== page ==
The Duo Explains: Tuvaband - 'Everything We Do Is Wrong'
Norwegian / English duo Tuvaband speak to us about their visuals for current electronic pop single, 'Everything We Do Is Wrong' that explores the theme of being trapped in a normalized world.
"Everything We Do Is Wrong is coming from an underlying feeling of being trapped and sometimes paralyzed in a world where the normalized, daily stuff we do feels wrong, both for the planet and the people. How and what we eat, buying new clothes, and the stuff we acquire because we think we need it, but actually don’t. “Everything We Do Is Wrong” is a raw and stripped back song with a lot of emotions.”
The video was filmed in The Hauge in Neatherlands, at The Royal Academy of Art.
How does the video compliment the song?
The artists got the song title and the lyrics, but got complete freedom to capture this how they wanted. The artist that we asked to make our video, Marius Mathisrud, knew that we wanted a creepy video, and what kind of atmosphere we wanted. Even though the video is not a direct translation of
the song, it definitely captures the mood and the feeling of what I felt when I wrote the song. We agreed that it would have been a too big cliché and too moralistic if they were to translate the lyrics into a video.
Any behind the scenes stories?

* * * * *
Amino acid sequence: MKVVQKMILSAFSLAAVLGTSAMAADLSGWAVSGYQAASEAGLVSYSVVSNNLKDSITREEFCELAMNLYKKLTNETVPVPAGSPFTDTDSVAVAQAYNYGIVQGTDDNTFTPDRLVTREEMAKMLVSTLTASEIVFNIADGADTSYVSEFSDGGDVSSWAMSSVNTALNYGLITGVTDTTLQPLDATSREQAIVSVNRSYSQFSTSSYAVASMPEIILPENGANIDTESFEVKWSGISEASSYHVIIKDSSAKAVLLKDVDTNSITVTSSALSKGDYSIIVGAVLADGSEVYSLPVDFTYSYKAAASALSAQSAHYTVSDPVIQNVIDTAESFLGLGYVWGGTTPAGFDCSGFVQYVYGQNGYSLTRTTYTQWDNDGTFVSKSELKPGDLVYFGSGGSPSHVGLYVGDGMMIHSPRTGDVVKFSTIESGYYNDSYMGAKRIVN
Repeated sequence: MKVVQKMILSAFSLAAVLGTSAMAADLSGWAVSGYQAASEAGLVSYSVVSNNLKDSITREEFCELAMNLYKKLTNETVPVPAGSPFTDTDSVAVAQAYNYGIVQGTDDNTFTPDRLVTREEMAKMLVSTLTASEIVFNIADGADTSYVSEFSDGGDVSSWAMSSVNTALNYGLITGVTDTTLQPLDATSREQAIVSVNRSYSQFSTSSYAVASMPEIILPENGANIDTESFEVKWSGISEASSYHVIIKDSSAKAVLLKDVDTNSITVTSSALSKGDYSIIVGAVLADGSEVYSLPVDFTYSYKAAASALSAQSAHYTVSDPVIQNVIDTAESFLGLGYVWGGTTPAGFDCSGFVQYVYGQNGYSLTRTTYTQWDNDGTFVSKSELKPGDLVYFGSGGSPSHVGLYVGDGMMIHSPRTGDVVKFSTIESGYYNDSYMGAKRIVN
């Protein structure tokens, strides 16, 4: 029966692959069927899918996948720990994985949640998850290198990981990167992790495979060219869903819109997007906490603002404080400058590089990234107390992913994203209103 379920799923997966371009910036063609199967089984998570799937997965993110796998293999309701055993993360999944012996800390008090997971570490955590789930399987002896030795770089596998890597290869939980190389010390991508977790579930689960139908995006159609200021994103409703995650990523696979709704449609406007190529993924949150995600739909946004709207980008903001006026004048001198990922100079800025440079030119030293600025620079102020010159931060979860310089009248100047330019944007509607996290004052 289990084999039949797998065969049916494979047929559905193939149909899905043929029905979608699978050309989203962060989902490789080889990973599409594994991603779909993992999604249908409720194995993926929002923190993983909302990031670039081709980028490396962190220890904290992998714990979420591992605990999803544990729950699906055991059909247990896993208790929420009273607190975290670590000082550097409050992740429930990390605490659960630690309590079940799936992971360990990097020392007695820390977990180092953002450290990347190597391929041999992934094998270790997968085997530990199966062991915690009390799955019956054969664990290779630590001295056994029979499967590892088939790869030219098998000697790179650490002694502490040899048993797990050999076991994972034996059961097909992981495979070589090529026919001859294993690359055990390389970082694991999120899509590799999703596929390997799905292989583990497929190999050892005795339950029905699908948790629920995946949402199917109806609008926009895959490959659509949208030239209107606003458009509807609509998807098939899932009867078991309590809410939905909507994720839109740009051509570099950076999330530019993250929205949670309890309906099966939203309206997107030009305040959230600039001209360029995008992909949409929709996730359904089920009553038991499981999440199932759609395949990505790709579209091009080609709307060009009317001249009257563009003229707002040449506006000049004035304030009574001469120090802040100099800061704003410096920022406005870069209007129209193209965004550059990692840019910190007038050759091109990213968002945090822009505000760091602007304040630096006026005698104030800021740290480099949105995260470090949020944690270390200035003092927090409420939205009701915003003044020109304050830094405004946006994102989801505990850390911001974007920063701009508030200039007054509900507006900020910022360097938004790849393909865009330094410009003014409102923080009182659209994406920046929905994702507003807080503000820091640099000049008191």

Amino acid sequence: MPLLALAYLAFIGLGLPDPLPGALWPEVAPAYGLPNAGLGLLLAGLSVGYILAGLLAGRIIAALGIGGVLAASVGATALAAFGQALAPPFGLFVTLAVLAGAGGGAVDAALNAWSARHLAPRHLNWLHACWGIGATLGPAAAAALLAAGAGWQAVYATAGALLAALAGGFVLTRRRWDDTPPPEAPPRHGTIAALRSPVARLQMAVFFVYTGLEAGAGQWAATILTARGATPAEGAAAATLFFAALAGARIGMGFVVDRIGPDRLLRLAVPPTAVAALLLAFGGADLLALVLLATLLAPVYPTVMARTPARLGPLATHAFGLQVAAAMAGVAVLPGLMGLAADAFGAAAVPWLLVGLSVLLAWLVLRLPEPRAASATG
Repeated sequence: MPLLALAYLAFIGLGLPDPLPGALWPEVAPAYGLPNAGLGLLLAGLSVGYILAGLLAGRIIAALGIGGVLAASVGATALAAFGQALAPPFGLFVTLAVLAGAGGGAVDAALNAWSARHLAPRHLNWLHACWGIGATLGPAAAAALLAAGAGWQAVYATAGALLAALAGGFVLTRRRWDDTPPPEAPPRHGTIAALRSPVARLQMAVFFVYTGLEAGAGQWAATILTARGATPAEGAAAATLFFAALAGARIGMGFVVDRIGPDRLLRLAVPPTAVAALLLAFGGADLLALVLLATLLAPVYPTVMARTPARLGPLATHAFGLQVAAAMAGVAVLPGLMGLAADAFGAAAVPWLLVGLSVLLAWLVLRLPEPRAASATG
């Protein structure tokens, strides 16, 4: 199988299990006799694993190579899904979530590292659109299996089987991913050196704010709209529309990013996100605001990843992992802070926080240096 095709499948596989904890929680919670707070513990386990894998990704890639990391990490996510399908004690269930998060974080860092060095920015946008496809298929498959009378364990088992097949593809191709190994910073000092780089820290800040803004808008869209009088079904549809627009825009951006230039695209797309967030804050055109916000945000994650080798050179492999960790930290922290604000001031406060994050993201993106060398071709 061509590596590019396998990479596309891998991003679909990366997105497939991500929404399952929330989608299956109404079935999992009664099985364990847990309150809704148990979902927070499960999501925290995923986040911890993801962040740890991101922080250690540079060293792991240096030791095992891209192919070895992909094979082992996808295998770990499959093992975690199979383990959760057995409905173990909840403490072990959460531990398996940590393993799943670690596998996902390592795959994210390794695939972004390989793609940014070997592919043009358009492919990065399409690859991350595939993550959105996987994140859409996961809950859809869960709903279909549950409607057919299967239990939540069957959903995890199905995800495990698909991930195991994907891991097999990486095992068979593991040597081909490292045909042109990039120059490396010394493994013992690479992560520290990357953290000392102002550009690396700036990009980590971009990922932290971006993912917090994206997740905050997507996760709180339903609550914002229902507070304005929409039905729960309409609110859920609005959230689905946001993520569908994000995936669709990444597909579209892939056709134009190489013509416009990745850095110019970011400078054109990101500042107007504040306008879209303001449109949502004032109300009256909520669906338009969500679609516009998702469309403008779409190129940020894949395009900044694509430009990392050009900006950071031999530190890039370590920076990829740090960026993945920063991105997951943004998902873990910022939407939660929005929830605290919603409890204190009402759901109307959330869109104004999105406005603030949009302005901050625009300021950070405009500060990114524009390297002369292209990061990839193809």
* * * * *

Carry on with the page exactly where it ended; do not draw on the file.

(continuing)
The girl crying on the video, Slovena Petcova, was actually not gonna be acting in the video. Last minute she told the others she could cry on command. They tried it out, and it turned out to fit in really well.
Tell us about the ideas/ themes/ imagery used?
A lot of the things we do is wrong, as the song title says. The artists had in mind the strange fact that a lot of the things that aren't wrong, is actually something people react to and say is wrong. The Western society often seem to be a little upside-down, condemning some of the most natural
stuff, while overlooking the things we do that are destroying our planet and people.
The artists were inspired by "Sinners Of Hell", an old Japanese movie.
What is the message the video is trying to convey?
This leads back to the last answer. I believe the artists are trying to capture the same creepy feeling that we should get from thinking about what we are all doing, while staging something that is not actually wrong or harming.
Interview feature by Karla Harris